During antisaccadic task, the examined subject was to fix his/her eyes at the point of the center of the screen at first (the time of its duration was constant = 1000 ms) and then, afterwards, when the saccadic stimulus appeared – randomly on the left or right, but always at a constant distance of 9 degrees of the visual angle from the center and always for the time of 1000 ms. According to the instruction a saccadic movement was to be executed (so-called antisaccade) on the opposite side into the spot situated approximately as far as possible from the fixation point. The task consisted of 20 attempts; 10 attempts oriented to the left, 10 to the right, and the order was again performed randomly. The time interval between ending of the fixation point and the start of the saccadic stimulus was zero. For oculomotor measurements, we have employed (1) the number of correct reactions (antisaccades); (2) the number of saccades during the time of the fixation of the central point – this parameter is characterized as the fixation in/stability, the basis of which could be an increased arousal, which the antisaccadic task provoked in the participants and led to an increased saccadic activity; and (3) the ratio of correct antisaccades to prosaccades, i.e. directional errors. The standard saccadic task tested cerebral mechanisms associated with a lower level of control, whereas antisaccadic task tested mechanisms connected with higher, executive level of control [25].

Non-verbal sequential task with self-regulation of the speed (further the “self-pacing task”) is submitted to the subject as six lines of dots after six dots in a row. The points were black on a white background and had a diameter of 5 mm. The angular dimensions of the entire picture equaled to ca 12° horizontally and ca 7.7° vertically. The distance between the dots in the line was always constant and equaled to ca 2.4°; between the lines ca 1.5°. The task of the subject was to “jump” with his/her eyes to all dots in every line, always in the direction from left to right and down from the top, thereby keeping to the comparable regime as one does while reading. At the same time, the examined person was not allowed to assist with his/her finger. When the participant reached to the last dot of the last line, he said “stop.” It differs from the classical sequential non-reading task that Pavlidis worked with, whereby the subject alone sets the speed of his/her advancement. It also, hypothetically, sets higher demands on voluntary eye motor control than the task of Pavlidis. However, to verify this hypothesis, a neuroimaging study is probably necessary. The self-pacing task was proposed and already used by dyslexics earlier [37], where it has proven itself effective. We have not come across this task by any other authors. We are now upgrading it through an examination of saccades in the standard saccadic task and antisaccadic task. For oculomotor dimensions we have used (1) a number of forward saccades, (2) the number of regressive saccades, (3) the number of transition fixations from going over from one line to the other, and (4) the ratio between the fixation time in the first half and second half of the task. Using these parameters, we measure the fixation stability, voluntary control over saccades, the equability of the oculomotor performance in time and the efficiency of the visual orientation in the surface.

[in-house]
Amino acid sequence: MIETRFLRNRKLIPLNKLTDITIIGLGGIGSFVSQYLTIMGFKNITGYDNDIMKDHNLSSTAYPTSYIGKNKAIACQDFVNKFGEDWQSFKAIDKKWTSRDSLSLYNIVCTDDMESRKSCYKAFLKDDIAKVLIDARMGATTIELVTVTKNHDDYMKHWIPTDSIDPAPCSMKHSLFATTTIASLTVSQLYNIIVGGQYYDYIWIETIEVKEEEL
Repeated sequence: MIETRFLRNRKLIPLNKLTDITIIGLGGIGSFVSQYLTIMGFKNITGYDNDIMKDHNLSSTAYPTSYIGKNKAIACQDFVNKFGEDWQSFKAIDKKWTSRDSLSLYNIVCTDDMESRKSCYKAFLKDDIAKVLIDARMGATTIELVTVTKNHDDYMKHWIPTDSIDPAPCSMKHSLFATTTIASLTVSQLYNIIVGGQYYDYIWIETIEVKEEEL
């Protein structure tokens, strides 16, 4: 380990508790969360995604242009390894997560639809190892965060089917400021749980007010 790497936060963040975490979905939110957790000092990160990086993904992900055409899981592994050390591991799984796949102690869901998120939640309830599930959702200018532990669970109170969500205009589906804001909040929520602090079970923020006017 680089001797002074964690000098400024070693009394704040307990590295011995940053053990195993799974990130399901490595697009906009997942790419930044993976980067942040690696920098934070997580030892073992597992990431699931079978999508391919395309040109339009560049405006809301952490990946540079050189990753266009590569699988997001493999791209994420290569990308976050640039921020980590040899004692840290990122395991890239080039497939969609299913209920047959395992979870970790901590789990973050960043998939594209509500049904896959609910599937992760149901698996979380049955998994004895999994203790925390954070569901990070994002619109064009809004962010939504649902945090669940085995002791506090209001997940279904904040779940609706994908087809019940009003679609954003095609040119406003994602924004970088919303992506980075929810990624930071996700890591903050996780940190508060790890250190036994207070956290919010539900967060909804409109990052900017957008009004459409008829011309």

2.3 Registration of the eye movements

We have used a device technically labeled I4Tracking produced by Medicton Group, Ltd., Czech Republic in cooperation with the Technical University in Prague. The device works on the principle of video-oculography and facilitates contactless, distant scanning of eye movements. It offers to the examined subject an examination at a high comfort; the subject sits in front of the screen of the monitor on which the task is projected, without him/her being attached to the device, without the scanning part of the device being attached to the subject’s head. We appreciate this attribute especially for children as well as anxious people who are more likely to be reluctant to cooperate. The disadvantage of this otherwise highly valued technology is a difficult on-line control. A chin rest was deployed to minimize head movements and stabilize the viewing distance at approx. 130 cm. Stimuli were visually presented on a 22-inch monitor with a resolution of 1920 x 1080. The sampling frequency equaled to 80 pictures per second.